The State of Religion
I would like to thank the SWM for the informative and timely cover story 'The State of Religion' (April 20, 2007) by Ahmede Hussain.
It's true that the main leaders of the JMB have been hanged but still there are many Islamic extremists residing in the country. They seem to be in a process of reorganising themselves for further attack. It's very bad news for Bangladeshis. Fundamentalism is the belief in absolute religious authority and the demand that this religious authority should be legally enforced. Fundamentalists reject modernism. I think the disparity between religious beliefs and modernism of society should be minimised otherwise it will be very tough to establish a secular society. A secular society is not a threat for any religion and people really need to understand that. The goal of these fundamentalists is to remake Bangladesh and impose their radical beliefs on people everywhere.
This is the best time to uproot these mega criminals and prevent them from entering politics to establish democracy and maintain national security. We hope this interim government will do so successfully.
I was not pleased after reading your cover story 'The State of Religion' where blame was blatantly put on religious clerics.
It makes me wonder why our top two leaders, who are family members of prime figures in our liberation war are being sent out of the country (apparent exile). I do not see why history about Jamaat-e-Islami should be brought into the current context when neither the AL nor the BNP have kept their post-liberation war promises. So not only the Jamaat-e-Islami but also the AL and the BNP are an insult to the memories and dreams of our freedom fighters. Their senior party members are idols for corruption and terrorism which shows patriotism for our country is the last thing on their minds. They have long ago lost the confidence of the people and very few will be saddened to see the two leave.
Thanks for a Good Cover Story
I want to thank the SWM for its cover story 'Women in a Make-Believe World' (March 9, 2007). It's a common picture in the media that women are represented as commodities. It is very degrading when advertisements show that only beautiful and glamorous girls are preferred in the job market and that a dark complexion is a nightmare for a girl's life.
Women have merit and they are now proving their intellect in every sphere of life. Advertisements have a very heavy impact on people's thoughts and principles and people who make them have an ethical responsibility to not represent such negative and unrealistic views of women.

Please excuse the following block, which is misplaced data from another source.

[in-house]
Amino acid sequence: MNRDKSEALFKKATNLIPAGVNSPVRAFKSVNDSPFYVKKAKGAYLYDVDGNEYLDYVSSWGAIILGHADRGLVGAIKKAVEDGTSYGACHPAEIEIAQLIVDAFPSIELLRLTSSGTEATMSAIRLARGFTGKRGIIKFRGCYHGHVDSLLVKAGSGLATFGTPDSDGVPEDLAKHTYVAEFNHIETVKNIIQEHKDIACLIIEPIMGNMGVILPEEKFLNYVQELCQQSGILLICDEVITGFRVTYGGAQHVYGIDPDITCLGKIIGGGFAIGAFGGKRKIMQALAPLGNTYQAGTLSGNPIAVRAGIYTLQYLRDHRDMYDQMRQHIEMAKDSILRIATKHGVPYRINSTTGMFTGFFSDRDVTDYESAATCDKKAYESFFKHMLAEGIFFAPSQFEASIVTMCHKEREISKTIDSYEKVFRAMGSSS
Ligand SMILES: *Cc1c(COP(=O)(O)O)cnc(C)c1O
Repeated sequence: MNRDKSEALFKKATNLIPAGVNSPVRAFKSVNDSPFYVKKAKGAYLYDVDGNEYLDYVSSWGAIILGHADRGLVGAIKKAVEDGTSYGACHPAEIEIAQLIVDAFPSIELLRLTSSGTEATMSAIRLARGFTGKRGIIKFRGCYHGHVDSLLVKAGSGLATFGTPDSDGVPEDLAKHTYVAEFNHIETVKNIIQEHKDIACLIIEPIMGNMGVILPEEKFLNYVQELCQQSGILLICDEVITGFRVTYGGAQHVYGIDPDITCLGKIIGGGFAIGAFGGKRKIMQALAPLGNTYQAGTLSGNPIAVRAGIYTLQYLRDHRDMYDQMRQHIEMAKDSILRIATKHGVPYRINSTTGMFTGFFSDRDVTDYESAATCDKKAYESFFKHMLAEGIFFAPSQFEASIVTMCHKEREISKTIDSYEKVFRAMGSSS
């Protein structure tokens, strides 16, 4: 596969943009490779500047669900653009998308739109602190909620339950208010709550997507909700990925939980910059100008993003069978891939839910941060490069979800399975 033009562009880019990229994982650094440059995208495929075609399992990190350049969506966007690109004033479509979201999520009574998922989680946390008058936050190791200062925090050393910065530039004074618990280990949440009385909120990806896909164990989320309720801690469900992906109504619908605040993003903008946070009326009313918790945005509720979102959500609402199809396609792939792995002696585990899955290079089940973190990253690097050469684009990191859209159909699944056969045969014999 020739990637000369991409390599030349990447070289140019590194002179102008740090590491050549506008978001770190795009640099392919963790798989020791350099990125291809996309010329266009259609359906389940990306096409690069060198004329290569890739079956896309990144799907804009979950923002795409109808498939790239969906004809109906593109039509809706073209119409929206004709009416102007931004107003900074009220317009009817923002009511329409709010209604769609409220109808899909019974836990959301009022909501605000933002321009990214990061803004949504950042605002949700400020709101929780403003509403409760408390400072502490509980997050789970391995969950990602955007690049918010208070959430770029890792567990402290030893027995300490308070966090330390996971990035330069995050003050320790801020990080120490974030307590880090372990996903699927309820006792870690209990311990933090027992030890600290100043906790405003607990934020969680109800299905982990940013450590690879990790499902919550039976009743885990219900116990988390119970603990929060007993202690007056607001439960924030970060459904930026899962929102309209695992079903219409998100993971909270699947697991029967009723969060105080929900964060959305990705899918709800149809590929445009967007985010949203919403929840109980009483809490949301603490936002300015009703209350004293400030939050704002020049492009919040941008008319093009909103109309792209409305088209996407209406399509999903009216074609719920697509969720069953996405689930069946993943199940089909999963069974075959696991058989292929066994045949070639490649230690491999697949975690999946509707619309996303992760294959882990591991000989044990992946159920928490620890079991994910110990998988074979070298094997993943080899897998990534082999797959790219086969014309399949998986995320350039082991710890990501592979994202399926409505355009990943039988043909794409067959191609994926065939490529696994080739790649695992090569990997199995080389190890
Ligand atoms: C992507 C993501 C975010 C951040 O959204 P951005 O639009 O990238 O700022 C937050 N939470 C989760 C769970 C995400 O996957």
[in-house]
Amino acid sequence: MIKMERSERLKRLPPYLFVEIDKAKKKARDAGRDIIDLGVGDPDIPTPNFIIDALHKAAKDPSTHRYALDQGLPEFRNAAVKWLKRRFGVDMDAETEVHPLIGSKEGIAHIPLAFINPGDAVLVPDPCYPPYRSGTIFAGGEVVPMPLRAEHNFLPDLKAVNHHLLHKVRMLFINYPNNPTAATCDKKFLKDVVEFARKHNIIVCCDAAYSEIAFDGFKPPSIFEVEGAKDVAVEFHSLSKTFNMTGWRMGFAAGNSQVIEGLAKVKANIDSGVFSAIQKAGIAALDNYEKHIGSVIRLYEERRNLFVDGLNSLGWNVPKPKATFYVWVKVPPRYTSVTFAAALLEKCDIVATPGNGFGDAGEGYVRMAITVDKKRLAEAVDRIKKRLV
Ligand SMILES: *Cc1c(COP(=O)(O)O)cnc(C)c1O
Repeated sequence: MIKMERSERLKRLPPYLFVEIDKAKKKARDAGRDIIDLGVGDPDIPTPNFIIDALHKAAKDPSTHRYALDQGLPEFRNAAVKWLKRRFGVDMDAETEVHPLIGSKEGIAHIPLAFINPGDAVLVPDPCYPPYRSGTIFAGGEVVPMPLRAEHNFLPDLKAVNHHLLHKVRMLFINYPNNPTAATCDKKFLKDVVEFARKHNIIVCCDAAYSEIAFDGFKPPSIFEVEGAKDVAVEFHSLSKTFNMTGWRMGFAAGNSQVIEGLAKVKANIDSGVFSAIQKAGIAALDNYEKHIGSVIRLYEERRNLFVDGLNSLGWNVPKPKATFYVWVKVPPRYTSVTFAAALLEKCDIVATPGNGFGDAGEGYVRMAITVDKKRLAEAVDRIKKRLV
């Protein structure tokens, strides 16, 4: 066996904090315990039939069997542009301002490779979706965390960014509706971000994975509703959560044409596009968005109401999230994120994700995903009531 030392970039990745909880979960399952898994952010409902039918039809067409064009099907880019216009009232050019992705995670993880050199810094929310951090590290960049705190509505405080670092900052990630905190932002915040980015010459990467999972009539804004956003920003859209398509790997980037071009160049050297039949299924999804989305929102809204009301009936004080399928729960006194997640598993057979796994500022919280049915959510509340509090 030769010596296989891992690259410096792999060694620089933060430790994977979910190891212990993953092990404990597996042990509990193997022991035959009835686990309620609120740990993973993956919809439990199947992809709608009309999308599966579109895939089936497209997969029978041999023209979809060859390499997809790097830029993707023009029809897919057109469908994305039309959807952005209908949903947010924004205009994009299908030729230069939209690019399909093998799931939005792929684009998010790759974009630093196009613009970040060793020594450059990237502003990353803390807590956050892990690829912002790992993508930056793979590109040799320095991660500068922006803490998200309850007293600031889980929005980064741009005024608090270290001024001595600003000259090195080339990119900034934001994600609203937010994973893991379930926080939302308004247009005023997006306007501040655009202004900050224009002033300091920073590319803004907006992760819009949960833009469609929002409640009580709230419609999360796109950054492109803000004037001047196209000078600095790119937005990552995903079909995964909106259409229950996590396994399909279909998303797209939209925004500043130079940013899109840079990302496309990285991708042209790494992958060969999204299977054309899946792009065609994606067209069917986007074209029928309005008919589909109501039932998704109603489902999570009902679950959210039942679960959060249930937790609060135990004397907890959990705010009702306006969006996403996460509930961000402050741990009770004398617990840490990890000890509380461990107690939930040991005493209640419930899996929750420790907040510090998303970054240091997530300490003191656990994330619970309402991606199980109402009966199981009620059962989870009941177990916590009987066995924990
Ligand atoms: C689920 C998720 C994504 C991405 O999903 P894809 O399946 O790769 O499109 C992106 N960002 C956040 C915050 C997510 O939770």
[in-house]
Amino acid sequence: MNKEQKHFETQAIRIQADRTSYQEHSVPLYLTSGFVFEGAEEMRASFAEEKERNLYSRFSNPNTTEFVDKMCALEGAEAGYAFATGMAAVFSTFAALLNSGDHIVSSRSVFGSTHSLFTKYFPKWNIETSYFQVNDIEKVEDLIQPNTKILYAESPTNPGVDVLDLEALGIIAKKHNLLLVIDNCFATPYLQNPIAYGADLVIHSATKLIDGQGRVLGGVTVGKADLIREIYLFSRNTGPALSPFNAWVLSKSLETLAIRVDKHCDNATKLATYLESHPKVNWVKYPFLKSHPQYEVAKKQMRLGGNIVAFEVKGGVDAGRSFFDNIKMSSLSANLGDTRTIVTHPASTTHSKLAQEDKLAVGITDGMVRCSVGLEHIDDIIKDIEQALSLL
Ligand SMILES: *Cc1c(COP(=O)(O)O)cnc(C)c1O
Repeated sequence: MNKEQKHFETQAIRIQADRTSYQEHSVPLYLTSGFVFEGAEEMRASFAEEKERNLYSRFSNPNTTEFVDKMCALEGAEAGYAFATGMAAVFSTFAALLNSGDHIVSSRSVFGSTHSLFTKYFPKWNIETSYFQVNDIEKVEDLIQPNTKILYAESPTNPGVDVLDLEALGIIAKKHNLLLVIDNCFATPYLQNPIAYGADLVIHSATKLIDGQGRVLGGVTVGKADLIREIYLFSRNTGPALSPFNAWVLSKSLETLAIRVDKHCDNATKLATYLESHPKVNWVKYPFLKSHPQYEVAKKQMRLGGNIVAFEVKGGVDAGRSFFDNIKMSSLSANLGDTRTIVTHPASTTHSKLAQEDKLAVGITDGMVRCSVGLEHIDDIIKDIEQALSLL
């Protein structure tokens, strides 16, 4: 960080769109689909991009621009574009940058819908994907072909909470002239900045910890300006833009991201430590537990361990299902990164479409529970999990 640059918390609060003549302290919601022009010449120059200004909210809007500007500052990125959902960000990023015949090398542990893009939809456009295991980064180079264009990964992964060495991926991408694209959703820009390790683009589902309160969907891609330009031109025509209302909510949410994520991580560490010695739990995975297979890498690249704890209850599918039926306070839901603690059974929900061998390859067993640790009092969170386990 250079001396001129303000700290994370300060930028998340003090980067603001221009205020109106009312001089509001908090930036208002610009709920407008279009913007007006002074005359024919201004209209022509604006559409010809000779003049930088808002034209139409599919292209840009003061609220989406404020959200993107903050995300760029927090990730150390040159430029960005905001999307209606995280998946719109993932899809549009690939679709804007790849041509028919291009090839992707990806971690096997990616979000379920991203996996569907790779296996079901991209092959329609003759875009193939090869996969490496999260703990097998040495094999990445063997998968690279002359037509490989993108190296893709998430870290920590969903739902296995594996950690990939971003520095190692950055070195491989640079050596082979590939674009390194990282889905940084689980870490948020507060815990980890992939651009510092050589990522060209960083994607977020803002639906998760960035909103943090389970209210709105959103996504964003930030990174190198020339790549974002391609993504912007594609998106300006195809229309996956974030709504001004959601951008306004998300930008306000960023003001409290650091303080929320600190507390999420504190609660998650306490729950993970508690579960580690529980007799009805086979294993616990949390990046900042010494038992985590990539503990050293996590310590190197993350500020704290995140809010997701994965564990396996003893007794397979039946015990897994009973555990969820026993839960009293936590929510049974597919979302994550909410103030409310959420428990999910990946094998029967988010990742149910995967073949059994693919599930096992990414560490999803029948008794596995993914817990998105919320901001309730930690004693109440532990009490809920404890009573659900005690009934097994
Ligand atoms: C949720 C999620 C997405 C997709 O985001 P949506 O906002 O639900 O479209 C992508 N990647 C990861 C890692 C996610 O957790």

Discrimination against women in different segments of our society was clearly represented in the cover story 'Women in a Make-Believe World' and other articles written on the March 9, 2007 issue of the SWM. It was an appreciable effort.
We always talk about women's welfare, their rights on TV shows, seminars, or conferences. But still they are deprived from their rights. In every field of work, they are humiliated by men. Every year we celebrate a particular day for women to raise awareness about their rights. But what have we gained from this? Although it has some effect in the urban area, in the rural area women do not comprehend the importance of 'a woman's day'. And they are regular victims of persecution and discrimination.
There are laws regarding such violation of rights but instances of such activities are increasing day by day. If this situation continues, we cannot establish our right in society.
Farhana Hoque Panna
Dept. Of Applied Statistics, DU
The Price of Protest
As an adivasi citizen myself, I have never had to put up with any racial prejudice up to now. But from time to time we do hear snippets, stories, rumours, vivid and grotesque descriptions of adivasis being biased and tortured in many different places of the country.
We love Bangladesh as much as any citizen of BD does. We cheer when our cricket team wins a match. But the incidents described in 'The Price of Protest' (April 20, 2007) really do not honour us, the adivasis or any persons in the country. The story about the murder of Choles Ritchil and the torture of others vindicated those allegations about adivasis being looked down upon. What we can hope for right now is to see the government take proper steps to investigate the matter and punish the culprits. If that does not happen, the government that won my heart will lose it as well as of all the other adivasis.
It is time for the government to honour our motherland, her children and the unbiased image of the People's Republic of Bangladesh. Let us know deep inside that they really do have a clean heart!
A New Bangladesh!
I would like to thank Ahmede Hussain for a valuable and important cover story 'A New Bangladesh' (March 16, 2007). Due to the unbridled corruption of the politicians we have so far been unable to propel our country towards development. Now the bold feats being carried out will play an important role to deracinate corruption. Let us make a 'New Bangladesh'.
M. M. Milon
New Government Degree College, Rajshahi
Grameen Phone Vehicles
Grameen Phone has a fleet of buses for their employees. However, they have insufficient parking for these buses at their offices. Why does this give them the right to park their buses in every inch of space around Gulshan's residential areas?
It is very inconvenient for everyone in the area to have all these drivers and big buses hanging around every time we come in and out of our houses. It used to be quite a peaceful area but now there is constant honking and drivers loitering around. Grameen Phone needs to show some social responsibility and should have a proper parking lot for their buses, further out of town if necessary. I don't see why it is necessary for them to be located in Gulshan in the first place. they should move to another part of the city and ease our traffic burden.
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